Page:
Come to think of it, more metadata than even just Description would be useful: last person to edit, create time, edit time, basically all the usual stuff. As a bonus feature, the ability to associate some arbitrary files with a server or application would be nice so that we could upload a Word doc or PDF or something to its associated cube/server and have it available as a quick reference.

Anyone else think enhanced metadata and associated functionality would be useful?

Papercut: Calc script verification with FDM tokenization

Here’s a papercut I’d like to present in the context of my thoughts on papercuts in the Essbase ecosystem. I’ve recently been doing a bit more work with FDM. After an FDM data load you need to calc data (related to what you just loaded, although I suppose you could just calc the whole thing if you wanted to) related to the intersections you just loaded. In other words, if you are loading data for a certain time period or location or whatever, you’ll want to roll that data up. Nothing special there. So you have a normal calc script except it has been parameterized for FDM – it searches for tokens in the script, such as in FIX statements, then replaces a template variable with the real variable. So it’s like [T.Location] gets replaced with the actual location. But guess what, when you go to validate the calc script now (and you do always validate your calc scripts, right?), it doesn’t validate.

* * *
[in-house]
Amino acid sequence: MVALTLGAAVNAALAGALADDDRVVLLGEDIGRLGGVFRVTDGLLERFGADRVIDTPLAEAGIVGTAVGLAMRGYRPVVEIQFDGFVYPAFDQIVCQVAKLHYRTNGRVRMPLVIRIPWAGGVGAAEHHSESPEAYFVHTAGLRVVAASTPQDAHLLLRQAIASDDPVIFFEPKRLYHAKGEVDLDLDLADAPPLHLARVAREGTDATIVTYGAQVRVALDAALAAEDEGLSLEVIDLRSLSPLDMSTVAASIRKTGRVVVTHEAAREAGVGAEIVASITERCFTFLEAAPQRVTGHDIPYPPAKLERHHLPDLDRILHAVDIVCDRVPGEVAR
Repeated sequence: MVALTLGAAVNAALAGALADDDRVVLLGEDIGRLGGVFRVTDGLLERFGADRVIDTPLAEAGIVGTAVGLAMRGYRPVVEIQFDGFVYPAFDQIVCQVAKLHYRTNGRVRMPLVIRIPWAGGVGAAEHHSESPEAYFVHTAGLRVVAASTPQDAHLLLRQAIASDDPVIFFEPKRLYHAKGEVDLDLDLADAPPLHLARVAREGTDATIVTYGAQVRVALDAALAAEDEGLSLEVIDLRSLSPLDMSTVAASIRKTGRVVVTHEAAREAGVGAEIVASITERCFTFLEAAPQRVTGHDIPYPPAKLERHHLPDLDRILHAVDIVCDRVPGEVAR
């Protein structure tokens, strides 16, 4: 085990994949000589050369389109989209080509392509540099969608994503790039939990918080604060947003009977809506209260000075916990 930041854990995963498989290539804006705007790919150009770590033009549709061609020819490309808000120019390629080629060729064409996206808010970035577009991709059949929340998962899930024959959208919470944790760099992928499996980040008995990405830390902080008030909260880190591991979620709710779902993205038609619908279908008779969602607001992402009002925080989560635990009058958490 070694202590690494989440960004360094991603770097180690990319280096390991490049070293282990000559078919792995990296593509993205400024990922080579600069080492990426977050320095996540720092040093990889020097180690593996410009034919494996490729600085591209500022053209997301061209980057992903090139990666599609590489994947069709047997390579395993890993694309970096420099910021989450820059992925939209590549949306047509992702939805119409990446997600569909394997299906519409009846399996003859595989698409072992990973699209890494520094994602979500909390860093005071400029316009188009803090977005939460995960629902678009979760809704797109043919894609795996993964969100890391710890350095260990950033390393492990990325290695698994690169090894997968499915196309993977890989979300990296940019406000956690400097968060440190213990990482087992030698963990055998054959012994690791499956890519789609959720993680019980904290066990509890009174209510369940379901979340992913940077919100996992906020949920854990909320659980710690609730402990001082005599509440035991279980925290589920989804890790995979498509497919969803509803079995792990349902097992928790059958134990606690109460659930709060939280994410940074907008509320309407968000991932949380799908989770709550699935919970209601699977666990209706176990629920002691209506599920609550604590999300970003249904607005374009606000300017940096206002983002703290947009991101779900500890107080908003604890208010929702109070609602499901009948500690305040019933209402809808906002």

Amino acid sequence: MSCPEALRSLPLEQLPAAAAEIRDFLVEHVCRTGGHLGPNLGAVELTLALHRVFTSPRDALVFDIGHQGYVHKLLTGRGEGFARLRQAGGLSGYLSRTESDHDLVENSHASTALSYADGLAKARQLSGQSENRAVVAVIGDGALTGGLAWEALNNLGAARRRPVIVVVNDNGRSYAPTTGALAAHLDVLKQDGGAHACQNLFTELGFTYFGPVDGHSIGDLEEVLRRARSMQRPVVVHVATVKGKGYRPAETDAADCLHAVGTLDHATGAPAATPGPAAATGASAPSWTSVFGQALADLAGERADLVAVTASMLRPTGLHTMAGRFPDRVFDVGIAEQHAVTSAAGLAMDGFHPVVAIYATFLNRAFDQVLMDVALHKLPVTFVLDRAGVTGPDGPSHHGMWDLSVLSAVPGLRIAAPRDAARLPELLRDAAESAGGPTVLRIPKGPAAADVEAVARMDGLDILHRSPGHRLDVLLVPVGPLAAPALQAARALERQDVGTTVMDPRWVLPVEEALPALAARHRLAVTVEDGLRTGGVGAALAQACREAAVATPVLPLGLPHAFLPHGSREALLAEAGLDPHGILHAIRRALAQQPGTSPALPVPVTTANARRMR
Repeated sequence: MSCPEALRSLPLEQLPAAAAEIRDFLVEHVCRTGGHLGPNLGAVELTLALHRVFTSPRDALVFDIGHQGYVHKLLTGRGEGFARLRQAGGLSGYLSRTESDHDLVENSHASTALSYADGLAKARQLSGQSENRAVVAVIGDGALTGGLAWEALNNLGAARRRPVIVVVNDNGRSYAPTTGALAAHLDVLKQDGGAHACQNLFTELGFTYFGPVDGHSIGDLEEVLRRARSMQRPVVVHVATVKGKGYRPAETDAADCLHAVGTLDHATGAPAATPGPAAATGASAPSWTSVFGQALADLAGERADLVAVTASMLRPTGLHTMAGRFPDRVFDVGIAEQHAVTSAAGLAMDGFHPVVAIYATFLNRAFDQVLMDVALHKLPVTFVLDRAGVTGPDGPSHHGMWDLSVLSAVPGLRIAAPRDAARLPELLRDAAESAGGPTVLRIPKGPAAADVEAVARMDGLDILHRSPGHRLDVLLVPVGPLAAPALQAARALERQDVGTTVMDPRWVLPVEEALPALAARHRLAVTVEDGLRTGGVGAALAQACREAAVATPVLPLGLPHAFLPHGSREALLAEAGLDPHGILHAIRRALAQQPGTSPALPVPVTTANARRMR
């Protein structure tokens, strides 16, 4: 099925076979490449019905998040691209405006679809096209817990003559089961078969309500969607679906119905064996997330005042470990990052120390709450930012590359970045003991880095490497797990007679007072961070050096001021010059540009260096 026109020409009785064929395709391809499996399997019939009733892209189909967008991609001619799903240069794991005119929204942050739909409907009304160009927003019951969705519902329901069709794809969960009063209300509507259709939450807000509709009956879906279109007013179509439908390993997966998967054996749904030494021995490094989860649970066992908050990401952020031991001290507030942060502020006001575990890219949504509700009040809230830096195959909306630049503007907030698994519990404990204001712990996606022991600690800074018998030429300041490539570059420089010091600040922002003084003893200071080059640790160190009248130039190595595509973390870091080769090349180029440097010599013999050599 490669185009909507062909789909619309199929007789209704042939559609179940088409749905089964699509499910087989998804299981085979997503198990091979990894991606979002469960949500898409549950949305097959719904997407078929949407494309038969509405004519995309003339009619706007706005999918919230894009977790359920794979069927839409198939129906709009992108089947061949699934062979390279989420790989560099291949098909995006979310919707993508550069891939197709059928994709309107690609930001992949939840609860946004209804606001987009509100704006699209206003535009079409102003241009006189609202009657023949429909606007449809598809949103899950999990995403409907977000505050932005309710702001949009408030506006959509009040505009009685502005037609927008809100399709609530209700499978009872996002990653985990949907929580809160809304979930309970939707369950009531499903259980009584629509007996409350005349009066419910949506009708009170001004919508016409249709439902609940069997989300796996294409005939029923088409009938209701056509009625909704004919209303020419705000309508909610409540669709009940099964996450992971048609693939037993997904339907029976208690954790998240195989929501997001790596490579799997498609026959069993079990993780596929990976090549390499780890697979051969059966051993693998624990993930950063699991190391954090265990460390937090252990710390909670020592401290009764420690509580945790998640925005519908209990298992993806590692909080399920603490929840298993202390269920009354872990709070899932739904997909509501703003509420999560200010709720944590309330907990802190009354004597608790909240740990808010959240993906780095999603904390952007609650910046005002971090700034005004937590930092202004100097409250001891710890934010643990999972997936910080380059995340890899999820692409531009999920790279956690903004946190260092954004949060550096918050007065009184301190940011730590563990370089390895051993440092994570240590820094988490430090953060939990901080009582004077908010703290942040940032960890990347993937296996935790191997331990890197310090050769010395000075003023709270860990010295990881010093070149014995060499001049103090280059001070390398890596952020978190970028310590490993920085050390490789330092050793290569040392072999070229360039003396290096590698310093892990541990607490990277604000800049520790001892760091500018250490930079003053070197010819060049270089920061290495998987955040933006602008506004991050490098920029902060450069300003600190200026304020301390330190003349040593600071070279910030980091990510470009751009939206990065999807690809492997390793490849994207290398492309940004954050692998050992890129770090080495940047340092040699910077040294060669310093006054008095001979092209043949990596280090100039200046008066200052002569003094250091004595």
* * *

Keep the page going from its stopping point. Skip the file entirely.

So, I’m not an FDM expert. Maybe there’s an option to work around this that I don’t know about. Maybe you can stuff these tokenized names into a dummy alias table so that you can at least validate. But it seems like the “right” way to handle this would be to find a solution where you can still validate the calc. I guess one straightforward way to do this might be an option to ignore values with brackets around them that are enclosed in quotes. But it feels wrong that using FDM and tokenizing your calc script leads you down this path. If you have worked with this and have a solution that I don’t know because I’m not an FDM expert and you are, please let me know. But right now it’s just one of those quirky little less than ideal issues that I consider an Essbase Papercut.

Essbase & Hyperion Papercuts

I am a software developer who regards the output of the software development process as skin to the woodworker making a fine jewelry box, the master chef perfecting a plate, or the musician crafting a song. I believe solutions should be elegant, robust, deceivingly simple, and polished. I take the same approach to code with my various open source Essbase related Java projects, GitHub projects, and perhaps more importantly, the critical filter through which I see and use Hyperion, Essbase, and related software.